A prayer for Darren and his boys

Darren and Heather Clarke pose with their sons Conor (left) and Tyrone for an April 2002 photo taken at their home in Sunningdale, Surrey. (Photo: Getty Images)
Darren and Heather Clarke pose with their sons Conor (left) and Tyrone for an April 2002 photo taken at their home in Sunningdale, Surrey. (Photo: Getty Images)

Suddenly, golf and majors and money don't seem so important. At least not to PGA.com contributor Grant Boone, who carries a heavy heart to Medinah and the 88th PGA Championship after hearing the sad news that Darren Clarke's courageous wife, Heather, has lost her battle against breast cancer.

By Grant Boone, Special to PGA.com

Sunday afternoon outside of Denver, Dean Wilson defeated Tom Lehman in "sudden death," and the world yawned. Hours before on the other side of the world, a wife and mother of two succumbed to cancer. Three days later, the golf community continues to mourn.

There was nothing sudden about the death of Heather Clarke. Married to Darren, the usually-impish Ulsterman, and mom to Tyrone, 8, and Conor, 5, Heather was diagnosed with breast cancer in December 2001, then courageously waged war with it for nearly five years 'til Sunday when she died at a London hospital, a day before Darren turned 38. She was 39.

The PGA Championship and Heather's funeral are both scheduled for Thursday. Finding closure for one is a lot easier than the other. Remaining with Clarke at home is good friend and fellow Irishman Paul McGinley, who withdrew from the PGA when the news broke. The rest of the field, divided by national borders but united in their love and respect for Clarke, will be at Medinah in body but Ireland in spirit.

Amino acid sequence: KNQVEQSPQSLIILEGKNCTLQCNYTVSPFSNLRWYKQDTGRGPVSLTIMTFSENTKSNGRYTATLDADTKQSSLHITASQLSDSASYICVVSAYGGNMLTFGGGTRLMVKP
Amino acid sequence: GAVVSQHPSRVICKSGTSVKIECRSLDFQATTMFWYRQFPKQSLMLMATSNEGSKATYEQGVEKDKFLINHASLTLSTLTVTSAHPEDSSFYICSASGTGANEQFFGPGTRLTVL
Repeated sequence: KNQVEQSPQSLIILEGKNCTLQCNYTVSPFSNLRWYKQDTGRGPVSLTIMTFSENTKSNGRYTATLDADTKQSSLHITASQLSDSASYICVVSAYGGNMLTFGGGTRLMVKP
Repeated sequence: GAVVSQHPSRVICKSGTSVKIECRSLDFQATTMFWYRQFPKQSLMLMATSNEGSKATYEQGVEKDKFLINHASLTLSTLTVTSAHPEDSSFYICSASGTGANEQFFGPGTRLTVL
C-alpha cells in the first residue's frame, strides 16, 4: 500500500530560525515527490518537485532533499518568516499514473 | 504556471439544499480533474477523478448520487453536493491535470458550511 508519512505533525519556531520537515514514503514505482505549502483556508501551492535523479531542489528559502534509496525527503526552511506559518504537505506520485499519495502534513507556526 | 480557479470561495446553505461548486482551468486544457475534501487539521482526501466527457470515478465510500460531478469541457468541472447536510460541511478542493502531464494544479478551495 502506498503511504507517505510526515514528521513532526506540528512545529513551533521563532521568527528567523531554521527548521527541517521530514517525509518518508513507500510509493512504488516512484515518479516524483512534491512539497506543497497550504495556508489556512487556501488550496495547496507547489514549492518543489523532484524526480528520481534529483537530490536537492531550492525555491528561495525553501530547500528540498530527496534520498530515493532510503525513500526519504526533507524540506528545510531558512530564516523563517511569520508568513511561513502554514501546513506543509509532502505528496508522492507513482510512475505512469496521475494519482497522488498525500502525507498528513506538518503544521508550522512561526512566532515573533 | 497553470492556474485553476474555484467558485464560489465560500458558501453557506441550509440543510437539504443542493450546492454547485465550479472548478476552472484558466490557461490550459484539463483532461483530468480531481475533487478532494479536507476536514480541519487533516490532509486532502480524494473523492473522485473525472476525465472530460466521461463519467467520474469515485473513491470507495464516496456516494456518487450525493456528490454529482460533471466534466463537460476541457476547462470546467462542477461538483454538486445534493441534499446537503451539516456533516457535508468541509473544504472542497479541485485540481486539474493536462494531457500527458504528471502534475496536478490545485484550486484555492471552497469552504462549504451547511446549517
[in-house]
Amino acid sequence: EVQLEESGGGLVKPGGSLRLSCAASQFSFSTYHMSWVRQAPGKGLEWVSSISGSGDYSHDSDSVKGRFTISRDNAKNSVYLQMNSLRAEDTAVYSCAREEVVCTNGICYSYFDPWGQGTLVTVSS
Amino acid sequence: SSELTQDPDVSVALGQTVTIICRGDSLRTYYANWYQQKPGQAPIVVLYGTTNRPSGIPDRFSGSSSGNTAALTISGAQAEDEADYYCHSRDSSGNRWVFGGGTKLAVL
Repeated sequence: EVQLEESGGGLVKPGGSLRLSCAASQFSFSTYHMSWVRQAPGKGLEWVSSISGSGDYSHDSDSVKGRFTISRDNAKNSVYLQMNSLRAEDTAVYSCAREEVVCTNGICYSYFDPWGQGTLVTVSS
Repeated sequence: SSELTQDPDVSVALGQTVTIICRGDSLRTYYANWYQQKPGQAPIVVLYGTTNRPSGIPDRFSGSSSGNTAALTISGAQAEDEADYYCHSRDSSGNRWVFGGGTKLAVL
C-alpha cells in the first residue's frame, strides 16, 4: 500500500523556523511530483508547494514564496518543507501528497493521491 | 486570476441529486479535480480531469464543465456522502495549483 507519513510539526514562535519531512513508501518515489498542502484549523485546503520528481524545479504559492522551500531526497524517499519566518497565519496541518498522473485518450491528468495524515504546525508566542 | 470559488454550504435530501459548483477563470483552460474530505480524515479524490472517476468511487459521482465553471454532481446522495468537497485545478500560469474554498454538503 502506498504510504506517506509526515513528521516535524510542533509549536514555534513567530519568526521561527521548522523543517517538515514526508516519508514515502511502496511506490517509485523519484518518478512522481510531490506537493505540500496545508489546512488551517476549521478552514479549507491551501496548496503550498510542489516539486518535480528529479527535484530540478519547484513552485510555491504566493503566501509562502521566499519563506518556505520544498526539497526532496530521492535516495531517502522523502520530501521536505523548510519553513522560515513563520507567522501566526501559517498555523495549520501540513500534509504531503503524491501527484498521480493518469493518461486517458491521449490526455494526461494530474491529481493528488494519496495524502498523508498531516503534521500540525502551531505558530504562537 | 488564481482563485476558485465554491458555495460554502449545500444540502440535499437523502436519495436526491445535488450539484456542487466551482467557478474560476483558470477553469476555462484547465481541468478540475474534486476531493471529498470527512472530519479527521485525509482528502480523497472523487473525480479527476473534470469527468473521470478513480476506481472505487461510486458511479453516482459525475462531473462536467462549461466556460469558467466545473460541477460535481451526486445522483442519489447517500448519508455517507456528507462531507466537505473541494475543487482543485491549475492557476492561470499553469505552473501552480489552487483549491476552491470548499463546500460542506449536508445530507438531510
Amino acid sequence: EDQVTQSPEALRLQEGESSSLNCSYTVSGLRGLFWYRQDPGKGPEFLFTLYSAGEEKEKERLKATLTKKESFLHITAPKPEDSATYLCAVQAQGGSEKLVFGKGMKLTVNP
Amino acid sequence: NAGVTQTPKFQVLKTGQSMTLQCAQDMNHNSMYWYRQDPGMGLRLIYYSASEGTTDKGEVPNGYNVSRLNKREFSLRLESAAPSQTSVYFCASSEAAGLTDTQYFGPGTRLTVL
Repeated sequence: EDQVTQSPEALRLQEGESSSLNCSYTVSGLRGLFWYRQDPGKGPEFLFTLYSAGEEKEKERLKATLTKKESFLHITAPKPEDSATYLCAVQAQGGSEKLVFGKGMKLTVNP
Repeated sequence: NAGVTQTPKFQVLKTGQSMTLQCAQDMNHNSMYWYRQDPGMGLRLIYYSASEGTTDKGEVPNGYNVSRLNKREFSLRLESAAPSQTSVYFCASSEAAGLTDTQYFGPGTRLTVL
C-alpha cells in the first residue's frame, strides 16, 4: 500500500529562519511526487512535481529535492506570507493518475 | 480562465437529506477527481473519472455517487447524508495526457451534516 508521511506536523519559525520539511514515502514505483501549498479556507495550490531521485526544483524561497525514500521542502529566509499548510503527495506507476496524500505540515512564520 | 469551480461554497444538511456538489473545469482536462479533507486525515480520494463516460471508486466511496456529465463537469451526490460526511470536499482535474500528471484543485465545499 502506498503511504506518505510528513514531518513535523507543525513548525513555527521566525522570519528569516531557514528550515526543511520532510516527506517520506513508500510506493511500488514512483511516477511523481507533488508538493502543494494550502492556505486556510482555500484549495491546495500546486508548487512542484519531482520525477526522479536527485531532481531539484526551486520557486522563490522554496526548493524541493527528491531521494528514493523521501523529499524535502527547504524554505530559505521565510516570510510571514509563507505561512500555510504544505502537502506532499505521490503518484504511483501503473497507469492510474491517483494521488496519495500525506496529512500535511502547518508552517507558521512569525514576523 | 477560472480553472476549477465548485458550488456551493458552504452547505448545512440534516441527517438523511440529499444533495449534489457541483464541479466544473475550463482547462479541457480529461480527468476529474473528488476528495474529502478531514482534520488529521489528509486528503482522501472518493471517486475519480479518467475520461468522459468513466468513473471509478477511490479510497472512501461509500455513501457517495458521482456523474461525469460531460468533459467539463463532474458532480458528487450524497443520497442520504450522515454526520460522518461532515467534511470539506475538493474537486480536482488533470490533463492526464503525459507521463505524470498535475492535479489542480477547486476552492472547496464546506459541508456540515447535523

They say the two things you shouldn't discuss in polite company are religion and politics. Perhaps that's because the former has too often (as in the case of Clarke's homeland) been an excuse, if not a weapon, to selfishly manipulate the latter. But "they" aren't usually around when a man buries his bride and little boys are left to give their mommy one last kiss goodbye. So here goes.

First, no matter whom or what you worship, this is awful. I'll go ahead and tip my hand and tell you I've pushed my chips to the center of the table for the Great Three of a Kind: Father, Son, and Holy Spirit. Having experienced the Flop, then the Turn, I'm now preparing for the River. On my better days, my faith doesn't just drive me to church on Sunday mornings; it drives every one of my relationships, decisions, desires, etc. On days like this, it drives me to my knees in prayer for one man and two boys whose lives will never be the same.

Second, before you ask the obvious question, let me end any and all suspense by acknowledging I have no idea how a good God can watch a husband widowed and two boys orphaned without stepping in to stop it. But what if I did have an answer - even the greatest answer of all time - would it really make this week any easier for the Clarke family?